The numbers:
Total spending: $1.1 trillion, including about $1 trillion on benefit programs including Medicare and Medicaid, already required by law.
Spending that needs Congress' annual approval: $80 billion.

NASA
Up or down? Up 2.9 percent
What's new? Not much. Just more money for planned missions.
Highlights:
—The exploration budget — which includes NASA's plans to grab either an asteroid or a chunk of an asteroid and haul it closer to Earth for exploration by astronauts — gets a slight bump in funding. But the details within the overall exploration proposal are key. The Obama plan would put more money into cutting-edge non-rocket space technology; give a 54 percent spending jump to money sent to private firms to develop ships to taxi astronauts to the International Space Station; and cut by nearly 12 percent spending to build the next government big rocket and capsule to carry astronauts. Congress in the past has cut the president's proposed spending on the private firms and technology and boosted the spending on the government big rocket and capsule.
—The president's 0.8 percent proposed increase in NASA science spending is his first proposed jump in that category in four years. It's also the first proposed jump in years in exploring other planets. It includes extra money for a 2020 unmanned Martian rover and continued funding for an eventual robotic mission to Jupiter's moon Europa. But the biggest extra science spending goes to study Earth.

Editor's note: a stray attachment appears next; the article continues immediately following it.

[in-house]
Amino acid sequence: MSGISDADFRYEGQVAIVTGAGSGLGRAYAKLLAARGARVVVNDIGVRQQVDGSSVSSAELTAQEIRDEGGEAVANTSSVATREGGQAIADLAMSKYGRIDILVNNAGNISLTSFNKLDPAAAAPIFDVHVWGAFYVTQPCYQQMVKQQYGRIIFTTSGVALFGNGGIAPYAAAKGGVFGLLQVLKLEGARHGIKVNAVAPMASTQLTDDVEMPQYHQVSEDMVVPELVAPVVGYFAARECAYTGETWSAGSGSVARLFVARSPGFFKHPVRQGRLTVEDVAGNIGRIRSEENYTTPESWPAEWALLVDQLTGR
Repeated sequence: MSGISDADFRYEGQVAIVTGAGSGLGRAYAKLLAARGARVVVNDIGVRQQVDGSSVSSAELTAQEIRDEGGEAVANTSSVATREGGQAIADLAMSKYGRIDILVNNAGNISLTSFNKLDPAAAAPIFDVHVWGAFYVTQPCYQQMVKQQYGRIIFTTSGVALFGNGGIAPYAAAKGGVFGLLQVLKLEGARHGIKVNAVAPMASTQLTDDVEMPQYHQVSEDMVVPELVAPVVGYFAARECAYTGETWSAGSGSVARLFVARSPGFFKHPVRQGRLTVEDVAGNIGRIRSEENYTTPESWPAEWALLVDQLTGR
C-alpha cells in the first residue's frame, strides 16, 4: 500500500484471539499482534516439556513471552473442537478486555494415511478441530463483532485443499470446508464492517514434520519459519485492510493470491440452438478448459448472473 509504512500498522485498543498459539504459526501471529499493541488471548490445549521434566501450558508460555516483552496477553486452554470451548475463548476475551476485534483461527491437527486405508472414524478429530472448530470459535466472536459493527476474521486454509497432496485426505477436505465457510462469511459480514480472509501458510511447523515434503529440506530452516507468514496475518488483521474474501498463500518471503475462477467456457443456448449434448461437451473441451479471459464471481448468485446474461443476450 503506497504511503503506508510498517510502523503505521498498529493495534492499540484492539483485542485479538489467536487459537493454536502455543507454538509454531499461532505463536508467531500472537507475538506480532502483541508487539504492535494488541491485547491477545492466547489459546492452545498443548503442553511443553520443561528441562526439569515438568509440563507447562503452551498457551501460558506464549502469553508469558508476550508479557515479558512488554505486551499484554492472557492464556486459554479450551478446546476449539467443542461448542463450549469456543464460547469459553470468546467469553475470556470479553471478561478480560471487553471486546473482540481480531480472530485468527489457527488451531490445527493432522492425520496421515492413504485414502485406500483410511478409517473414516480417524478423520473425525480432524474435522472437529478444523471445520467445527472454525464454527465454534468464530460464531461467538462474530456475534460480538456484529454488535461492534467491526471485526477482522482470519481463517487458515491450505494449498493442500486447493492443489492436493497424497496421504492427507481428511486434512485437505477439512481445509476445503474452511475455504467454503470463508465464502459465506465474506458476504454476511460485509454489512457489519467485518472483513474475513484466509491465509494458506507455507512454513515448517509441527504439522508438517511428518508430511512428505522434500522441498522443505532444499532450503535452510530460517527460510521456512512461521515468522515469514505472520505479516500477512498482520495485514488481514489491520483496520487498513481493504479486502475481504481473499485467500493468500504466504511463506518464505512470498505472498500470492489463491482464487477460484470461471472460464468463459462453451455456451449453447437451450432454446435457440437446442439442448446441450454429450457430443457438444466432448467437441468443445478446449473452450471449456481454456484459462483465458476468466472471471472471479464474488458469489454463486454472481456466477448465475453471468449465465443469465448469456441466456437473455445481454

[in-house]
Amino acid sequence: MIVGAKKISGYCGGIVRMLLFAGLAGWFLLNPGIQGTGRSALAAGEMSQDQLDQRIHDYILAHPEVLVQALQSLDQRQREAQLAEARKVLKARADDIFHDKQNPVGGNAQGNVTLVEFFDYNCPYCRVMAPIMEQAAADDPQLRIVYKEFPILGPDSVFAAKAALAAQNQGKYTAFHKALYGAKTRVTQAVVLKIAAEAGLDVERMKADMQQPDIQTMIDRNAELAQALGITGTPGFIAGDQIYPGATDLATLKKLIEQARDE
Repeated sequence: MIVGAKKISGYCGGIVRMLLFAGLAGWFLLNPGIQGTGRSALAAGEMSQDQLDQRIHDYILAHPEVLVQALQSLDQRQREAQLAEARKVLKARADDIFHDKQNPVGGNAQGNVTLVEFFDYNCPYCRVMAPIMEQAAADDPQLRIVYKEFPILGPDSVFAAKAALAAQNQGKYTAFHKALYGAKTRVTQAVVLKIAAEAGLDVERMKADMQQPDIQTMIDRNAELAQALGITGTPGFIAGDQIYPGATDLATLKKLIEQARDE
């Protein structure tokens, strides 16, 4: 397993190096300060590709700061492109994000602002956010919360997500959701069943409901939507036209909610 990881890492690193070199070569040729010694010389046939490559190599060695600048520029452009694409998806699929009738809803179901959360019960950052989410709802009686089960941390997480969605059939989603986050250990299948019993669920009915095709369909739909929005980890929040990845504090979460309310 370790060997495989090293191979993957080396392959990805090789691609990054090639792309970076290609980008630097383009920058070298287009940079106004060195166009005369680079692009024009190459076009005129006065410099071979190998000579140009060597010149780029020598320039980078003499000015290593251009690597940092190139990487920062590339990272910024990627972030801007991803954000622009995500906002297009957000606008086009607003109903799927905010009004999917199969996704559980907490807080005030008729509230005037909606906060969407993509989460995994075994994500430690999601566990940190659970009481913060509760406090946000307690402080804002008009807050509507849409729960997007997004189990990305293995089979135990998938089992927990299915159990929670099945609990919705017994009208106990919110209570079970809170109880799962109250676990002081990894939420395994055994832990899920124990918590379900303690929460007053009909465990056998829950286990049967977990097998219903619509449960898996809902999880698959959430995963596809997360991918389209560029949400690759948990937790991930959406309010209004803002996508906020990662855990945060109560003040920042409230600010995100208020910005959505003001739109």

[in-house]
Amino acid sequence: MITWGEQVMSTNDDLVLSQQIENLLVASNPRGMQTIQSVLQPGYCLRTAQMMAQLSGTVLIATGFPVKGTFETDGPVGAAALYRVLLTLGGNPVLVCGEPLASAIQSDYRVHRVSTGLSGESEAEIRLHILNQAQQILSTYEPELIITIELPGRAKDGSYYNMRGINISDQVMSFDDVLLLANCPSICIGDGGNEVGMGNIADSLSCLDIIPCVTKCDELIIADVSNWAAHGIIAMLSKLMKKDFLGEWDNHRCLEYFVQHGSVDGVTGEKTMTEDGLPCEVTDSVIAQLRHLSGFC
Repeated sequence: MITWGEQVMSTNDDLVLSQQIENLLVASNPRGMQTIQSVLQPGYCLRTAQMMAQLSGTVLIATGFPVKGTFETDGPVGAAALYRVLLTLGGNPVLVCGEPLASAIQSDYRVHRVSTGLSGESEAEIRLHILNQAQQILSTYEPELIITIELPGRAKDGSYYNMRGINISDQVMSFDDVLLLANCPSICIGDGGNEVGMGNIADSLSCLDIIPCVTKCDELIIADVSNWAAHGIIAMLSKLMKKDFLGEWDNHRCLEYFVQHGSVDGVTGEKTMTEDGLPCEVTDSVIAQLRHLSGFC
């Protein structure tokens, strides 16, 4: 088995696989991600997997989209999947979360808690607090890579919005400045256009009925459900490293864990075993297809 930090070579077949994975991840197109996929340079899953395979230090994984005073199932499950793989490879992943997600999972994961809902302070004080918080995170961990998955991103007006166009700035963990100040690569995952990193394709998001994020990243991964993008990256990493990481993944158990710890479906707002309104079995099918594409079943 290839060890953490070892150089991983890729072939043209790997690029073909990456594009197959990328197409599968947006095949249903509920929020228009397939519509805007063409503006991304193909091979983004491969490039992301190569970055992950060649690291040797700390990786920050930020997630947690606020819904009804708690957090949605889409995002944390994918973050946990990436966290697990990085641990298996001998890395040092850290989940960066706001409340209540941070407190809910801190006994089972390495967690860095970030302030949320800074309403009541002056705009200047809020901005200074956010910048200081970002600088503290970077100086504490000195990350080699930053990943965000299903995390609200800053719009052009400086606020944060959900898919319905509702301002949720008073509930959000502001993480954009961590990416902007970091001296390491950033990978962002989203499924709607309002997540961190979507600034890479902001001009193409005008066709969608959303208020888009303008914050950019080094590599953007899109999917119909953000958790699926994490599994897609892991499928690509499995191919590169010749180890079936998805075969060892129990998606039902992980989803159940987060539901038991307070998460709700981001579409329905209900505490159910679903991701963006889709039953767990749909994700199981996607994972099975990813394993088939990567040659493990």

— Obama's budget would cut aeronautics research 12 percent from current spending and slash NASA's educational spending by 25 percent. It also slightly trims the annual spending to build the over-budget multi-billion dollar James Webb Space Telescope, which will eventually replace the Hubble Space Telescope and is scheduled to launch in 2018.
The numbers:
Total spending: $18.5 billion
Spending that needs Congress' annual approval: $18.5 billion